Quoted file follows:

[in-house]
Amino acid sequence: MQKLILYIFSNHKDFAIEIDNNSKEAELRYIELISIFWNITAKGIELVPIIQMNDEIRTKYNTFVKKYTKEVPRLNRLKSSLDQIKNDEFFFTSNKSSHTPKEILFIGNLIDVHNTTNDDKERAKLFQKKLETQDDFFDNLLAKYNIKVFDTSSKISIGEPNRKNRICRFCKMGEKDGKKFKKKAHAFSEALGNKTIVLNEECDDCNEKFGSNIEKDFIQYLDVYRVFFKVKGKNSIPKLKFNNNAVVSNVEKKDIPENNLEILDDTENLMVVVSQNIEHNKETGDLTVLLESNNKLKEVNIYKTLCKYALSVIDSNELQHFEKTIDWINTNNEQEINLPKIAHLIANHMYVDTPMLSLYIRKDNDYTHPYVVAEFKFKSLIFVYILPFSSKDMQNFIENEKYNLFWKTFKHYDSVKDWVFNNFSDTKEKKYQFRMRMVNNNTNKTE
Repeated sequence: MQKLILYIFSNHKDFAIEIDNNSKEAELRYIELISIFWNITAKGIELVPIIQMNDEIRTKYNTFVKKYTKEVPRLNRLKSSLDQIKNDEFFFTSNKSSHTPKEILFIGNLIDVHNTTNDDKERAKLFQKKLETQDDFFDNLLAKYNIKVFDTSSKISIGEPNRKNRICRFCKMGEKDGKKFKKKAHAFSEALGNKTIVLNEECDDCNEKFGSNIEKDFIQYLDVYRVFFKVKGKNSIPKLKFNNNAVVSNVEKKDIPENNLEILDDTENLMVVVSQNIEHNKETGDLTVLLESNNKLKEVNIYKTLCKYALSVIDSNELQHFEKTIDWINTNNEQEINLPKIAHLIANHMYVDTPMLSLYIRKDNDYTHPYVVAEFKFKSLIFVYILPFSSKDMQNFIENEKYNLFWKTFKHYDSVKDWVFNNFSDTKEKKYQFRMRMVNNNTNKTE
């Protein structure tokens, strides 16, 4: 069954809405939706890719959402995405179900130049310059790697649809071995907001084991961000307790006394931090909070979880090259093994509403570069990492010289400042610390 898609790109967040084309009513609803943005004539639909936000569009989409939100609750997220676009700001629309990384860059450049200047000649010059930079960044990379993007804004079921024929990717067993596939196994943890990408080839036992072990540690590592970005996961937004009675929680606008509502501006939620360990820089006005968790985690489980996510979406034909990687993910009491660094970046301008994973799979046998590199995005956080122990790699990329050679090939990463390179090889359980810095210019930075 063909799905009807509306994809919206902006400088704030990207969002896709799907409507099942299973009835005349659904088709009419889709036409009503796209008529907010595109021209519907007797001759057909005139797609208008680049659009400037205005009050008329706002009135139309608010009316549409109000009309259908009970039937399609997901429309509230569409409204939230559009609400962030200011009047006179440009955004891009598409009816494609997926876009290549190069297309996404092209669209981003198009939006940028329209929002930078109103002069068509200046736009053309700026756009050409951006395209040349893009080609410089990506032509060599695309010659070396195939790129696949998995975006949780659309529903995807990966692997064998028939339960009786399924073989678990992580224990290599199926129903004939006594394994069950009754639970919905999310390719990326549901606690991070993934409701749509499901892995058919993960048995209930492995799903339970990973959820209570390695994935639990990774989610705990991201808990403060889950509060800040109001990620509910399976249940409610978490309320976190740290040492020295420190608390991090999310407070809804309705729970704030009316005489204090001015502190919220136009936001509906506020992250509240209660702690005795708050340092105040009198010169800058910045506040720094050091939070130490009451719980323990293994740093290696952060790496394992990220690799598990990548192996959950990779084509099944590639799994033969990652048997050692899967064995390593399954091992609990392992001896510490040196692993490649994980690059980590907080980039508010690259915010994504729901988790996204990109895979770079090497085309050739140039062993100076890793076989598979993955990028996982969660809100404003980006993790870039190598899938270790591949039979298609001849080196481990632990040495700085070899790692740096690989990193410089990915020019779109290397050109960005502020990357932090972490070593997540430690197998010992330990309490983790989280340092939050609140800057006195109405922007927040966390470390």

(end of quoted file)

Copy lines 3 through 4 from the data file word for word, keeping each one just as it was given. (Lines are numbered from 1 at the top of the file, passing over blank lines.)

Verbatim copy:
Repeated sequence: MQKLILYIFSNHKDFAIEIDNNSKEAELRYIELISIFWNITAKGIELVPIIQMNDEIRTKYNTFVKKYTKEVPRLNRLKSSLDQIKNDEFFFTSNKSSHTPKEILFIGNLIDVHNTTNDDKERAKLFQKKLETQDDFFDNLLAKYNIKVFDTSSKISIGEPNRKNRICRFCKMGEKDGKKFKKKAHAFSEALGNKTIVLNEECDDCNEKFGSNIEKDFIQYLDVYRVFFKVKGKNSIPKLKFNNNAVVSNVEKKDIPENNLEILDDTENLMVVVSQNIEHNKETGDLTVLLESNNKLKEVNIYKTLCKYALSVIDSNELQHFEKTIDWINTNNEQEINLPKIAHLIANHMYVDTPMLSLYIRKDNDYTHPYVVAEFKFKSLIFVYILPFSSKDMQNFIENEKYNLFWKTFKHYDSVKDWVFNNFSDTKEKKYQFRMRMVNNNTNKTE
């Protein structure tokens, strides 16, 4: 069954809405939706890719959402995405179900130049310059790697649809071995907001084991961000307790006394931090909070979880090259093994509403570069990492010289400042610390 898609790109967040084309009513609803943005004539639909936000569009989409939100609750997220676009700001629309990384860059450049200047000649010059930079960044990379993007804004079921024929990717067993596939196994943890990408080839036992072990540690590592970005996961937004009675929680606008509502501006939620360990820089006005968790985690489980996510979406034909990687993910009491660094970046301008994973799979046998590199995005956080122990790699990329050679090939990463390179090889359980810095210019930075 063909799905009807509306994809919206902006400088704030990207969002896709799907409507099942299973009835005349659904088709009419889709036409009503796209008529907010595109021209519907007797001759057909005139797609208008680049659009400037205005009050008329706002009135139309608010009316549409109000009309259908009970039937399609997901429309509230569409409204939230559009609400962030200011009047006179440009955004891009598409009816494609997926876009290549190069297309996404092209669209981003198009939006940028329209929002930078109103002069068509200046736009053309700026756009050409951006395209040349893009080609410089990506032509060599695309010659070396195939790129696949998995975006949780659309529903995807990966692997064998028939339960009786399924073989678990992580224990290599199926129903004939006594394994069950009754639970919905999310390719990326549901606690991070993934409701749509499901892995058919993960048995209930492995799903339970990973959820209570390695994935639990990774989610705990991201808990403060889950509060800040109001990620509910399976249940409610978490309320976190740290040492020295420190608390991090999310407070809804309705729970704030009316005489204090001015502190919220136009936001509906506020992250509240209660702690005795708050340092105040009198010169800058910045506040720094050091939070130490009451719980323990293994740093290696952060790496394992990220690799598990990548192996959950990779084509099944590639799994033969990652048997050692899967064995390593399954091992609990392992001896510490040196692993490649994980690059980590907080980039508010690259915010994504729901988790996204990109895979770079090497085309050739140039062993100076890793076989598979993955990028996982969660809100404003980006993790870039190598899938270790591949039979298609001849080196481990632990040495700085070899790692740096690989990193410089990915020019779109290397050109960005502020990357932090972490070593997540430690197998010992330990309490983790989280340092939050609140800057006195109405922007927040966390470390």